Discussion in 'Religion & Philosophy' started by Raffishragabash, Dec 20, 2018.
How long will you talk and keep saying nothing?
What aspect of his "Lifestyle" are you talking about? Do you consider there to be differences between Judas' "religion" and that of the other apostles?
John 12:4-6, Mark 14:6-10
I am still confused over what the question even is. Do you consider the topic of those verses a lifestyle? And what is it about these verses that have anything to do with his religion, whatever that means in this context?
Write your argument out, don't just link me somewhere and hope that I figure out whatever angle you've concluded.
For as long as you say, nothing, whenever you keep talking???
Well, do we humans today consider our workplace/our job/our occupation as a big part of or a defining part of, our Lifestyle?
If so, then what do those scripture describe as Judas' job or his occupation, within the group of Apostles?
I apologize sir, but your (-) energy and its peculiar entrance, has made me conclude that it will not be productive to continue this discussion with you.
Perhaps at some point you can read those scripture, then see my inquisition's trajectory. That's with respect to all humans who use their religion to set the tone for their daily actions within their livelihood.
I don't know. Some do, some don't, I guess. Either way, I seem to recall the apostles leaving their ordinary lives to follow Jesus, so if I were to characterise his lifestyle, I would probably say apostle.
I am not a new testament scholar, so I don't know. A quick googling indicates that he was treasurer, so arguably something vaguely intellectual. He bought a field with the 30 pieces of silver, so maybe farmer? They also mention Judas as a thief, unclear if it is as occupation.
I think it could be perfectly productive if you would write what you mean. I reckon the answer from Wyrd of Gawd also indicates that the bottle neck in this discussion is what you choose to provide.
Wasn't Judas one of Jesus's brothers or nephew (Simon, Jesus's brother was Judas's daddy)
Matthew 13:55 (CEV) = *55 Isn’t he the son of the carpenter? Isn’t Mary his mother, and aren’t James, Joseph, Simon, and Judas his brothers?*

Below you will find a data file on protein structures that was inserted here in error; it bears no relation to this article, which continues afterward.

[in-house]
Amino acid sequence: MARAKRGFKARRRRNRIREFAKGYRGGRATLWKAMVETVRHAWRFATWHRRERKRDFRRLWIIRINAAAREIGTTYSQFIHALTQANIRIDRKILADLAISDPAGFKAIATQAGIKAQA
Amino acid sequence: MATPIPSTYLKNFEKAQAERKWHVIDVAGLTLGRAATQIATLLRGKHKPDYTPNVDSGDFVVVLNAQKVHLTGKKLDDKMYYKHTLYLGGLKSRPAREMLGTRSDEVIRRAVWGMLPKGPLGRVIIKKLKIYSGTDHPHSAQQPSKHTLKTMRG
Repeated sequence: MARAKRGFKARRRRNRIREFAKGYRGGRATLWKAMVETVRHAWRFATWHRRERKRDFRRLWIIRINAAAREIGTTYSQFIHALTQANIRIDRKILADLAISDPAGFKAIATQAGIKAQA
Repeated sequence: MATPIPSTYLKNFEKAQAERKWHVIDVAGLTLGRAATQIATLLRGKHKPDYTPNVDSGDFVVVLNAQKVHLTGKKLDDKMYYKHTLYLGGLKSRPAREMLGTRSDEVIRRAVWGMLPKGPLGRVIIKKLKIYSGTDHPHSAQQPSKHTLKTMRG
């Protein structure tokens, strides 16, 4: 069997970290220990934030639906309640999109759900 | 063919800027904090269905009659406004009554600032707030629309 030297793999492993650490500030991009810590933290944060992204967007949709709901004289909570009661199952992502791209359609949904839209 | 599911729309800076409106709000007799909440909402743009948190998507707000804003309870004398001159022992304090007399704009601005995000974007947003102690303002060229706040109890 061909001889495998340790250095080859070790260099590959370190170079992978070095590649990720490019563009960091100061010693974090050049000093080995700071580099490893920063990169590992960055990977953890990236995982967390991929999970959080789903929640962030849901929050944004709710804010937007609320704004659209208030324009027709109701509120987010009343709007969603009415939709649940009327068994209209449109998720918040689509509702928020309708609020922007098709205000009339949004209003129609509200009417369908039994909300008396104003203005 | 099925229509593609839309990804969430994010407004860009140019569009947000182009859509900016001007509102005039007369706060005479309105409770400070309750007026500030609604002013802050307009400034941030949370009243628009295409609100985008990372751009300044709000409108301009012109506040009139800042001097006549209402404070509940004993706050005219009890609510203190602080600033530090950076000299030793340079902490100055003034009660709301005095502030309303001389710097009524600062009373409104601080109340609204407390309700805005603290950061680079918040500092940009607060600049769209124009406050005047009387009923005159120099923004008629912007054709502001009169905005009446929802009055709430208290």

John 12:4 (NKJV) = *4 But one of His disciples, Judas Iscariot, Simon’s son, who would betray Him, said,*
Couldn't say. Given the number of people with similar names, I wouldn't say that's conclusive, but I have no argument to rule it out. Does that have an impact on the argument?
It is just one of those things that might cause you to go *hum*.
Is it? Why? What significance do we draw from that? The story is already played up as a severe betrayal, would the family relationship make a difference? And if it does, wouldn't the Bible pay more attention to it?
I'm overplaying my hand here a bit, I don't find it unacceptable to think that some things just make you go hum, that's just the only thing I've been given to work with here.
In my experience, arguments like "it makes you go hum" tends to be arguments that are not spelled out because they're not strong enough to withstand actual scrutiny, they just play to the emotions.
But then I wish to restate that this isn't really a good criticism on my part, I just had nothing better to respond with.
If you follow the biblical themes it would make sense for Jesus and Judas to have been related, either as brothers or uncle and nephew. In other biblical stories the Judas character is depicted as a national hero.
Yes, but then what?
What conclusion should we draw from thinking that they were brothers? What conclusion should we draw from the fact that it nonetheless isn't presented as a tale of brothers? Does the Bible conform to this biblical theme because there is something fundamental about being brothers, or does it do so because people tend to add brotherhood to narratives for dramatic effect?
In short, this feels like half an argument.
How would you philosophize that lifestyle you characterized, with respect to scripture within John 12:4-6?
Well, Jesus' apostles are some of the most iconic apostles, so if anything, I'd calibrate my understanding of what an apostle is.
Look, why don't you just write out the argument you're trying to make? I don't see that leading me through a bunch of steps where I don't know where I'm going is going to be very helpful.
Separate names with a comma.